Garden Geekery

First Honey Harvest—Part 1: Honey from the Hive

I haven’t updated my blog in a while—mostly because I haven’t really inspected my hives in a while. I ended up hurting my shoulder over the summer, which severely limited the amount of lifting I could do. Luckily, my husband was kind enough to brave the bees and at least put empty honey supers on, to make sure the bees had enough room and wouldn’t swarm.

There’s a lot to say about harvesting honey, so I’m going to break it down into a few posts. This one will focus on actually getting the honey away from the bees. Second will be extracting the honey from the combs, and the third will be bottling the honey.

Before harvest--the top four boxes are just about full of honey.

Before harvest–the top four boxes are just about full of honey.

If you’ll recall, New Vulcan was a new colony this year, replacing the one that died over the winter. Since they’re new, I won’t be taking any honey for them this year—want to make sure they have plenty to make it through the winter. So this story will be focusing on Andoria.

If you’ll also recall, I almost replaced the queen in Andoria in the spring, because she didn’t seem to be laying well. Before I did, though, she either stepped it up or the colony replaced her themselves—so the queen that’s in there is hive-raised and wild-mated with the drones around our property. And boy, did they do a good job of raising her. When it came time to take the honey off the hive, it seemed that they’d filled almost four supers with honey. Here’s some fun math:

A medium super will yield between 30 and 40 pounds of honey. A quart of honey weighs 3 pounds, so that’s 10-13 quarts of honey per super. With four supers full, I conservatively estimated I should get about 120 pounds, or 40 quarts, from this one hive. Yum!

So again, the first step is getting the honey supers off the hive and empty of bees. There are several methods of doing this. One is the Porter bee escape. This is essentially a one-way door: you put it in the hole in the inner cover, then place that below the honey supers and above the brood boxes. The bees will (in theory) be able to leave the supers and enter the brood chamber through the bee escape but not be able to get back in. Within a day or so, the supers will (again, in theory) be empty of bees.

Interior of the Porter escape--bees go up in the center, then out through the spring "doors" on either end.

Interior of the Porter escape–bees go up in the center, then out through the spring “doors” on either end.

Bee escape is placed over the hole in the inner cover...

Bee escape is placed over the hole in the inner cover…

...like this.

…like this.

 

 

 

 

 

 

 

 

 

Thick honey combs (seen from below)

Thick honey combs (seen from below)

A second method is essentially the same concept: a triangle escape board. You put this in the same position (between the supers and the brood chamber), but it’s instead a large piece of wood that apparently acts somewhat like a maze for the bees. It somehow works on the principle that bees will only turn in one direction when they come to a gap. I still can’t quite visualize it, but it apparently works pretty well in getting the bees to leave the supers and not be able to re-enter.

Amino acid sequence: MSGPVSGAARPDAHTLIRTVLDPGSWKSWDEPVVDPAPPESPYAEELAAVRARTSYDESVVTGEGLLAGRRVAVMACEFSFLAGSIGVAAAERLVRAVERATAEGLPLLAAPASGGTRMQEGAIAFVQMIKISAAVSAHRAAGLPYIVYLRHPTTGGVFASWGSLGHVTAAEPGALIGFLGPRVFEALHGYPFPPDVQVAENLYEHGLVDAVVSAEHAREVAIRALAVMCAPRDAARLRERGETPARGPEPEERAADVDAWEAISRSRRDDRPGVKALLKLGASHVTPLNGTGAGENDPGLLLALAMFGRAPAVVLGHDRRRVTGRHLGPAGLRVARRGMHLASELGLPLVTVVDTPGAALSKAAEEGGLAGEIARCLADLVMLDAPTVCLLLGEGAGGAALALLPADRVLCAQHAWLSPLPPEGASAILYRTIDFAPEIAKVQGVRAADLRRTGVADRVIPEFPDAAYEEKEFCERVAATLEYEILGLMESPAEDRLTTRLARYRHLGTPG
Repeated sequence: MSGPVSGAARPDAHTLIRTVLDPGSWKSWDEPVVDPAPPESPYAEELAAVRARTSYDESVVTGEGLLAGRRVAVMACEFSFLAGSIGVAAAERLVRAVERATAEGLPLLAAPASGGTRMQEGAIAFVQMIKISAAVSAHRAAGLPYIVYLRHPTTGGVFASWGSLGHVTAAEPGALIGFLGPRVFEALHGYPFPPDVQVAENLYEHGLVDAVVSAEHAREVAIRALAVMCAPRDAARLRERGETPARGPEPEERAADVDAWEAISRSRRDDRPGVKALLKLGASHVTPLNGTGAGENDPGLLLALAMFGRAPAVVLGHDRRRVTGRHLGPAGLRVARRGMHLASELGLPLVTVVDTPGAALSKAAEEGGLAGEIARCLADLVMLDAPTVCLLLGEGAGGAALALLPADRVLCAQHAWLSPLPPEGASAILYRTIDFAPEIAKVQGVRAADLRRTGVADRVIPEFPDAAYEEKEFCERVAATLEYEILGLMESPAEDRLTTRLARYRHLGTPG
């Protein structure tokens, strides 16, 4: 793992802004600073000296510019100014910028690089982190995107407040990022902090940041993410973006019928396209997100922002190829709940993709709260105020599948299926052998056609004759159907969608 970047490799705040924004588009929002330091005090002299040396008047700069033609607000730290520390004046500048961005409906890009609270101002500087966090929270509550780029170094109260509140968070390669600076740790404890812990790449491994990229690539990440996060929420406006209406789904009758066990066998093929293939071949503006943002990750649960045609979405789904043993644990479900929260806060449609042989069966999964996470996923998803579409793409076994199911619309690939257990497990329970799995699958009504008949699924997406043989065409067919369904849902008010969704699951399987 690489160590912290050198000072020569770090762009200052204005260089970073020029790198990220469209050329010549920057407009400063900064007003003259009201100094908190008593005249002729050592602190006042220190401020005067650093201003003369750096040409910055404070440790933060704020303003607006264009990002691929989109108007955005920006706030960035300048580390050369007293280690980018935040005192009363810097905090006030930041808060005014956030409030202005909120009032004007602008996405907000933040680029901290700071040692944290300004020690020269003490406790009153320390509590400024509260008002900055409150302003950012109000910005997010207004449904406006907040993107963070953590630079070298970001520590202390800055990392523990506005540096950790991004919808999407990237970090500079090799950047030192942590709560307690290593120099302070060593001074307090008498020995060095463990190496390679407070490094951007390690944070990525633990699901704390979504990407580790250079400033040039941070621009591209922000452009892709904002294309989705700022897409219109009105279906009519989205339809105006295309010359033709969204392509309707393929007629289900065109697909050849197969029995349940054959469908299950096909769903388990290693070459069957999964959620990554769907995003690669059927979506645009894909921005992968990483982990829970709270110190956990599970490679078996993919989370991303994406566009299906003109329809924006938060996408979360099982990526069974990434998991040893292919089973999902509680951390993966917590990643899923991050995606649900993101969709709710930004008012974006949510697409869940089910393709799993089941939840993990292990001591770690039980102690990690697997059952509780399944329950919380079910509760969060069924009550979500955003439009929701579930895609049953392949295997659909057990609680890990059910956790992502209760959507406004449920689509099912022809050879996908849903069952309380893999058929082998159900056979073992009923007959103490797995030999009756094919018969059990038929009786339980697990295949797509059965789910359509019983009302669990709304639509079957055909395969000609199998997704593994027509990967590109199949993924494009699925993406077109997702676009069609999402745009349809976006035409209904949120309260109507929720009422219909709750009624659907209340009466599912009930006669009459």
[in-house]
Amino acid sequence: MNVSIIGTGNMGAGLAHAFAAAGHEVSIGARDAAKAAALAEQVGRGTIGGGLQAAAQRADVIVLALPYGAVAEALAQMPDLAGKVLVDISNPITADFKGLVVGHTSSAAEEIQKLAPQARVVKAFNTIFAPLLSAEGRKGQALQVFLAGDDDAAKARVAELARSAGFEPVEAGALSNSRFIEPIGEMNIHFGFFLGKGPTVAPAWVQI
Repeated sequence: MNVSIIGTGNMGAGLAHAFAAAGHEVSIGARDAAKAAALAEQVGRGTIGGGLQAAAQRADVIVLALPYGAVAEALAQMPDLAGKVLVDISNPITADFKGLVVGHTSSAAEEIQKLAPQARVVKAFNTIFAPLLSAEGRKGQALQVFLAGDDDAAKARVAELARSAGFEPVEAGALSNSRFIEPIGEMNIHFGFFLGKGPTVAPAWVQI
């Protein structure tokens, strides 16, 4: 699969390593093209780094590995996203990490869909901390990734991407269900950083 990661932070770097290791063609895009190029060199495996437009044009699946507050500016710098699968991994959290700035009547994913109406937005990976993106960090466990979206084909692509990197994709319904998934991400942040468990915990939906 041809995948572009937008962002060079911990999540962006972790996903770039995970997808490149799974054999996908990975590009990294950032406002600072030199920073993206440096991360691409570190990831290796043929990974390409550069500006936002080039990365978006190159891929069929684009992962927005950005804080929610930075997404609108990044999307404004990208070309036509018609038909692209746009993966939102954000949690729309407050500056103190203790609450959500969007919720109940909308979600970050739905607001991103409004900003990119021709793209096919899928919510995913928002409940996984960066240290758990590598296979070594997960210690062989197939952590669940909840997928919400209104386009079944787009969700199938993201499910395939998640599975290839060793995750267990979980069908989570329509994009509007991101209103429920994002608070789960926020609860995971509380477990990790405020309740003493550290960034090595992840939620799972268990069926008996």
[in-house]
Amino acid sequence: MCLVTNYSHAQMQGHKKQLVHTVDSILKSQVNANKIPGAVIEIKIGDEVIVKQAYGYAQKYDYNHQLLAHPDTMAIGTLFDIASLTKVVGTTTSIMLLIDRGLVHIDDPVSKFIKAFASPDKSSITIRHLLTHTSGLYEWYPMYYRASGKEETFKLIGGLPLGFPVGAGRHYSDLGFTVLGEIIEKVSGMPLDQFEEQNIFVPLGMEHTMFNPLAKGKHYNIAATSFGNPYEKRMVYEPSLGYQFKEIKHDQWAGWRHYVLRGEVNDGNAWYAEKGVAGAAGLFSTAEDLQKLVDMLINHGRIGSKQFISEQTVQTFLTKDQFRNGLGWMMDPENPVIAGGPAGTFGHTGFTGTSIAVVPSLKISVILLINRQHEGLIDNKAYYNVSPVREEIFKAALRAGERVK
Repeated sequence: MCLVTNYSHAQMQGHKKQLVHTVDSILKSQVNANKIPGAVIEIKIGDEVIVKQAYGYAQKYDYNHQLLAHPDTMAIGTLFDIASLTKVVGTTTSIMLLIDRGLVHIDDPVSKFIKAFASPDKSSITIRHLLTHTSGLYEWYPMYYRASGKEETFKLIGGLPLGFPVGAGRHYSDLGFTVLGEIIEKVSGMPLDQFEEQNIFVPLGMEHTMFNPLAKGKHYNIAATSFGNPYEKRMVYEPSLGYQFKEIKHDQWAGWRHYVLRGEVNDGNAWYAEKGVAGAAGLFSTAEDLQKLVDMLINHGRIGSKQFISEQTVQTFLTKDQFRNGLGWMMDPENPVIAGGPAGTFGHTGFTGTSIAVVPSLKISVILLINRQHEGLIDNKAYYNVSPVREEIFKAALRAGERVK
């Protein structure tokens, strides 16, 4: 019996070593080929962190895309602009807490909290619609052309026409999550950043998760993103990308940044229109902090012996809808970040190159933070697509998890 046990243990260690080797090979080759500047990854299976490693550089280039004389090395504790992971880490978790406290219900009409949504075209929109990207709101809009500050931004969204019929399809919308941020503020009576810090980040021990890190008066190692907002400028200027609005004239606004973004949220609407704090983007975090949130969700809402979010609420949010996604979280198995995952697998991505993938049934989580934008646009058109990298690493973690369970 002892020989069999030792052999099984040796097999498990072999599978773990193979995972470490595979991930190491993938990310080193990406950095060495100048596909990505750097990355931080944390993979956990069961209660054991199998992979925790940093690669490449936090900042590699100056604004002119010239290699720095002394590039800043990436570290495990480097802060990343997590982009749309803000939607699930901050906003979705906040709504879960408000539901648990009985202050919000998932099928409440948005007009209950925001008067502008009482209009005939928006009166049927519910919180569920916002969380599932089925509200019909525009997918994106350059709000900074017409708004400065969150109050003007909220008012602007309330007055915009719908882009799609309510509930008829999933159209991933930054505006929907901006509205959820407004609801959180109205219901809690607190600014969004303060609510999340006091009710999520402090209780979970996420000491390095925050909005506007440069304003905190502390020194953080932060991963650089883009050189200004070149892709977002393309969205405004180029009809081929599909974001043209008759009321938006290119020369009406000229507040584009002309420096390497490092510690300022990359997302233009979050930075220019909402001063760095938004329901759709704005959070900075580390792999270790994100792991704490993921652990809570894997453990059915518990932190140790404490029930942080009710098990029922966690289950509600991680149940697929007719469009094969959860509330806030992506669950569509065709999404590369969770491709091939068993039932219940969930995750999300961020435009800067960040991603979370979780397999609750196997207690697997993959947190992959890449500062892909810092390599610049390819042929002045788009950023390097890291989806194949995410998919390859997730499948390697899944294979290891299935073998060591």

Another method is a fume board, which you put on top of the supers with some sort of smelly chemical that drives the bees down and out of the supers. Two of the big chemicals: Bee Go and Bee Quick. Bee Go smells like a decaying carcass. It works, but if you get it on yourself or your clothes, you may permanently smell like a decaying carcass. I’ve been told that Bee Quick works just as well, and it at least smells pleasantly like almonds. One thing to note: I’ve been told that fume boards work great when the weather is great, but not so much when the weather is poor; the bees will apparently take a bad smell over bad weather and not leave.

(There are other methods, as well: brushing, blowing, vacuuming, etc.)

Four supers back in place, above the inner cover with bee escape

Four supers back in place, above the inner cover with bee escape

I, of course, chose what seemed to be the cheapest, simplest route: the Porter bee escape. Since the plan was to extract on Saturday, I placed the escape after work the preceding Wednesday. I figured I’d take the supers off Friday evening, so that would be the bees a couple of days to leave the supers through the bee escape.

I proceeded to remove the honey supers on Friday. In the meantime, I’d been reading about how poorly Porter bee escapes work. As I neared the hive, I heard an awful lot of buzzing coming from the supposedly empty supers, so I figured the escape hadn’t worked. In fact, the escape had worked so poorly that the bees trapped in the supers thought they were a queenless hive and began making emergency queen cells. Brilliant. I ended up having to go frame by frame, brushing all the bees off each frame. Oh well. It worked—just took much longer than expected.

For next year, I plan on getting both a triangle escape board and a fume board, to use accordingly depending on the weather. I highly DO NOT recommend going with the Porter escape, in spite of the low cost. In this case, you truly get what you pay for.

It turns out that the supers weren’t quite as full as I’d thought, either. There was quite a bit of uncapped nectar in some of the frames, which you can’t extract or it will ferment and ruin your honey crop. But there was still a good 25-30 frames full. So I still expected to get a decent crop, just not quite as much as I’d previously calculated. Up next: extracting the honey!

Four supers ready to load into the car!

Four supers ready to load into the car!

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